Wouldn't hurt to find ways to slow down the amount of carbon we're dumping into the air, of course.

        The other problem with rising CO2 is the fact that it reduces the nutritional value of crops. While breeding for carbon dioxide tolerance is a long-term solution, in the short term, we have a major problem.
        This message is hidden because ...

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        • Originally posted by JudgeRightly View Post
          This is what happens when you reject Genesis as literal.

          “While the earth remains, Seedtime and harvest, Cold and heat, Winter and summer, And day and night Shall not cease.” - Genesis 8:22 http://www.biblegateway.com/passage/...2&version=NKJV

          Those are God's words.

          You should accept them as something He actually said.
          Unfortunately, all those things continuing, will not stop the effects of warming. You should accept that we are stewards of this world, and we do affect what happens on it. without major changes, seas will rise,and climate will cause dislocations in farming and livability of many areas, with profound effects on culture, war, and human migration.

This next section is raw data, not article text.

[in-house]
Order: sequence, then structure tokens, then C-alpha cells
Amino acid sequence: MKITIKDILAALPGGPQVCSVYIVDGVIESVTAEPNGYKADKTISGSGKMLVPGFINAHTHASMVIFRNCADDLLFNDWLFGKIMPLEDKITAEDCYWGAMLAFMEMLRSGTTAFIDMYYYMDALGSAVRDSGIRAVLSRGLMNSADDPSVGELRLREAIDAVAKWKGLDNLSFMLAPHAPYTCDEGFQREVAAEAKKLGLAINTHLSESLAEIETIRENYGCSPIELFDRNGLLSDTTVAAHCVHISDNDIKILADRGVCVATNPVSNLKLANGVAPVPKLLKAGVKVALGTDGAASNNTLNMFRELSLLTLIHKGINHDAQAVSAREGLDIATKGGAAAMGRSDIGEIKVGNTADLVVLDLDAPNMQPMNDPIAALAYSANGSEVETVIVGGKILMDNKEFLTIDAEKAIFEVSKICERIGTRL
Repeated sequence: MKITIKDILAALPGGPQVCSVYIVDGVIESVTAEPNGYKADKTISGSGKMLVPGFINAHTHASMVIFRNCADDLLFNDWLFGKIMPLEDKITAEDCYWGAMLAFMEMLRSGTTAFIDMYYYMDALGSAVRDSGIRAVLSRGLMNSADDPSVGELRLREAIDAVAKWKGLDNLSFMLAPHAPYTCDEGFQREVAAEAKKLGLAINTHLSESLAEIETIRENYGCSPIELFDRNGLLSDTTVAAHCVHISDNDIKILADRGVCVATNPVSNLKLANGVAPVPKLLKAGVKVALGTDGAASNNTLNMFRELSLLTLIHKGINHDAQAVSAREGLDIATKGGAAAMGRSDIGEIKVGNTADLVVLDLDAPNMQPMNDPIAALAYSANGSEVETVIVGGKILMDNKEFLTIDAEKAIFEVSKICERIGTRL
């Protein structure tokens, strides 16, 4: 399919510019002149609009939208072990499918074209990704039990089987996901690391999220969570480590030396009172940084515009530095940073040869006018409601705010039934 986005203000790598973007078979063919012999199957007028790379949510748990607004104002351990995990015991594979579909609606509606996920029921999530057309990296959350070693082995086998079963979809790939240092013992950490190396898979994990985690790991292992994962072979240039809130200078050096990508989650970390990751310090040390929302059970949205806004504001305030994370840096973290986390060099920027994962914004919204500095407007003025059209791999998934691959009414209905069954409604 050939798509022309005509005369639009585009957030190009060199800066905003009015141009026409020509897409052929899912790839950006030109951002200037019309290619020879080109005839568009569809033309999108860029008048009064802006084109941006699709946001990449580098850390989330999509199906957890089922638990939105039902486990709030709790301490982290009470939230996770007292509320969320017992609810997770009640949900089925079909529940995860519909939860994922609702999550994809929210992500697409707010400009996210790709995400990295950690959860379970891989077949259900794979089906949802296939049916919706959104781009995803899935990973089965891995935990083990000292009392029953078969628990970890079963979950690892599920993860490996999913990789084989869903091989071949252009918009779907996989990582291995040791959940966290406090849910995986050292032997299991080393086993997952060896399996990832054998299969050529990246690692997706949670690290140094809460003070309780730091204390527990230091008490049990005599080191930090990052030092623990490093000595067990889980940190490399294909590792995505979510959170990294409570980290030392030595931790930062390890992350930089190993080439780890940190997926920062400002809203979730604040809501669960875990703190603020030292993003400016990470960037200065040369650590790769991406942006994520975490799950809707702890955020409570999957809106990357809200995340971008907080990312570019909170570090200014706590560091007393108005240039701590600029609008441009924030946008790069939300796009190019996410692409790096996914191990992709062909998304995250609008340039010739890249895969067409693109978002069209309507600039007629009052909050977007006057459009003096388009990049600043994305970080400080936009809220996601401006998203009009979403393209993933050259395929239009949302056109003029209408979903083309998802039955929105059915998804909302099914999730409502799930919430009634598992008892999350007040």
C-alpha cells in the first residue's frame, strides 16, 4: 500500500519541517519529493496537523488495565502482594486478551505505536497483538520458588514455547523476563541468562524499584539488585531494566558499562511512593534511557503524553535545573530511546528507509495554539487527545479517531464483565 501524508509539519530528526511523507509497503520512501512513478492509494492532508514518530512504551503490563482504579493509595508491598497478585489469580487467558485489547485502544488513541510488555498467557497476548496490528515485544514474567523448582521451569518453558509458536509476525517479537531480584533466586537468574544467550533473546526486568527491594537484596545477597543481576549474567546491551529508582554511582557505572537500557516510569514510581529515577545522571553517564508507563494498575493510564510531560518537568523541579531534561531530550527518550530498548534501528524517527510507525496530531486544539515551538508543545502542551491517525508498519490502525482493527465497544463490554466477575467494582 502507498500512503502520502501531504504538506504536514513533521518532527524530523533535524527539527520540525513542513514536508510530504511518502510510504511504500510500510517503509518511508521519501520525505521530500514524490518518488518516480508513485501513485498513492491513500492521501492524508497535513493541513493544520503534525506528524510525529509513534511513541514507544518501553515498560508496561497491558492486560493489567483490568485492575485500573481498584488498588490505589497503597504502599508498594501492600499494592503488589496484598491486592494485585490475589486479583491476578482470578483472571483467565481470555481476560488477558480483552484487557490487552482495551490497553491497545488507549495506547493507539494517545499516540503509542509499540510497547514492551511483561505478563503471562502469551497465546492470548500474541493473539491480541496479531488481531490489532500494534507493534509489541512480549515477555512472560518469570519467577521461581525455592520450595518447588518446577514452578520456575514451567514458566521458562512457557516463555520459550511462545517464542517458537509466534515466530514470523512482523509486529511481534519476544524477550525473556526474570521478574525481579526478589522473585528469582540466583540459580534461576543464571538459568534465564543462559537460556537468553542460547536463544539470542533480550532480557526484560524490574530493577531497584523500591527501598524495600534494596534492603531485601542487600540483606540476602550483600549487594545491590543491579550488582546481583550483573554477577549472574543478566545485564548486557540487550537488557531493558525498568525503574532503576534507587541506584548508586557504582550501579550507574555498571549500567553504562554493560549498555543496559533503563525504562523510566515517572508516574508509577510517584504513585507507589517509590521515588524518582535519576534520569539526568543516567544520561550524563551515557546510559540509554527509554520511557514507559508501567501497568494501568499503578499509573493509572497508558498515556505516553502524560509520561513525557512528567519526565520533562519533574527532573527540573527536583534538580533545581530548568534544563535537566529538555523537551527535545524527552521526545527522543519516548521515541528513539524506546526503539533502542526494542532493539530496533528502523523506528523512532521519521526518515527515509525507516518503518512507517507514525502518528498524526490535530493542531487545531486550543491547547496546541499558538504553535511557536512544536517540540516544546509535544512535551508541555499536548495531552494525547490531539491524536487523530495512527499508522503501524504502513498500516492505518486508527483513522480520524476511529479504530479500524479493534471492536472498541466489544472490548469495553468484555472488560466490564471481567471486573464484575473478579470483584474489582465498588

That's what always happens when climate changes drastically.

          Even if seasons and days continue. Seed time and harvest will continue, but will not be the same times as in the past, or even in the same places.
          This message is hidden because ...

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          • Originally posted by Stripe View Post
            Now that we're all lightened up...

            When do we start throwing things in the ocean?
            Like with the best time to plant a tree, the best time to dump things into the sea is 20 years ago.

            Comment


            • Originally posted by The Barbarian View Post
              Bamboo isn't the best way. Apparently, the least expensive way is to scatter huge amounts of soluble iron over wide stretches of ocean. The limiting factor for phytoplankton growth is iron, and experiments have shown that scattering iron across large areas of ocean will cause a large increase in phytoplankton. It's quick, too. And since the oceans are the largest well of photosynthesis in our world, it seems like a good approach.
              OK. The thought with bamboo and dumping it into the sea was to keep it fixed as a solid, and not permit it back into the atmosphere. What happens to phytoplankton once it grows and dies? Does the carbon ultimately return to the atmosphere or does it too stay put? As I mentioned, just harvesting bamboo and burning it defeats the purpose since that would just release again all the sequestered carbon, and I figure that if it instead gets waterlogged and sinks to the bottom of the ocean that it would stay in the sea.
              Originally posted by The Barbarian View Post